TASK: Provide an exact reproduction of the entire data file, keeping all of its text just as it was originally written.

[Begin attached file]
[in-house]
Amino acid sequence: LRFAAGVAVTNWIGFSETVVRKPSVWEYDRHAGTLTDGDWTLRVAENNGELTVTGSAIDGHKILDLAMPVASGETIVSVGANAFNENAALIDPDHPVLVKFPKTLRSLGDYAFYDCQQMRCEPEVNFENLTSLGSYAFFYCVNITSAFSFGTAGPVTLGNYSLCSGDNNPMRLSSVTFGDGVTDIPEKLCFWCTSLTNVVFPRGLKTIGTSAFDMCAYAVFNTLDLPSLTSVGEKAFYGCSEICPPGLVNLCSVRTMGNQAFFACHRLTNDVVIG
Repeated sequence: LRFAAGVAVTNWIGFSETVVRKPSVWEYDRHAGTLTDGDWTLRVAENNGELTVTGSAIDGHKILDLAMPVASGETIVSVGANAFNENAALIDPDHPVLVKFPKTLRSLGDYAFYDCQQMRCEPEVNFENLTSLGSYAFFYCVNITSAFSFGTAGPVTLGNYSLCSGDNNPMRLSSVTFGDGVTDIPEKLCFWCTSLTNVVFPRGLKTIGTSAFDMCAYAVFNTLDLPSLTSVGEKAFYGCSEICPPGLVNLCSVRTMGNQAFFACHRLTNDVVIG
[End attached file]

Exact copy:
[in-house]
Amino acid sequence: LRFAAGVAVTNWIGFSETVVRKPSVWEYDRHAGTLTDGDWTLRVAENNGELTVTGSAIDGHKILDLAMPVASGETIVSVGANAFNENAALIDPDHPVLVKFPKTLRSLGDYAFYDCQQMRCEPEVNFENLTSLGSYAFFYCVNITSAFSFGTAGPVTLGNYSLCSGDNNPMRLSSVTFGDGVTDIPEKLCFWCTSLTNVVFPRGLKTIGTSAFDMCAYAVFNTLDLPSLTSVGEKAFYGCSEICPPGLVNLCSVRTMGNQAFFACHRLTNDVVIG
Repeated sequence: LRFAAGVAVTNWIGFSETVVRKPSVWEYDRHAGTLTDGDWTLRVAENNGELTVTGSAIDGHKILDLAMPVASGETIVSVGANAFNENAALIDPDHPVLVKFPKTLRSLGDYAFYDCQQMRCEPEVNFENLTSLGSYAFFYCVNITSAFSFGTAGPVTLGNYSLCSGDNNPMRLSSVTFGDGVTDIPEKLCFWCTSLTNVVFPRGLKTIGTSAFDMCAYAVFNTLDLPSLTSVGEKAFYGCSEICPPGLVNLCSVRTMGNQAFFACHRLTNDVVIG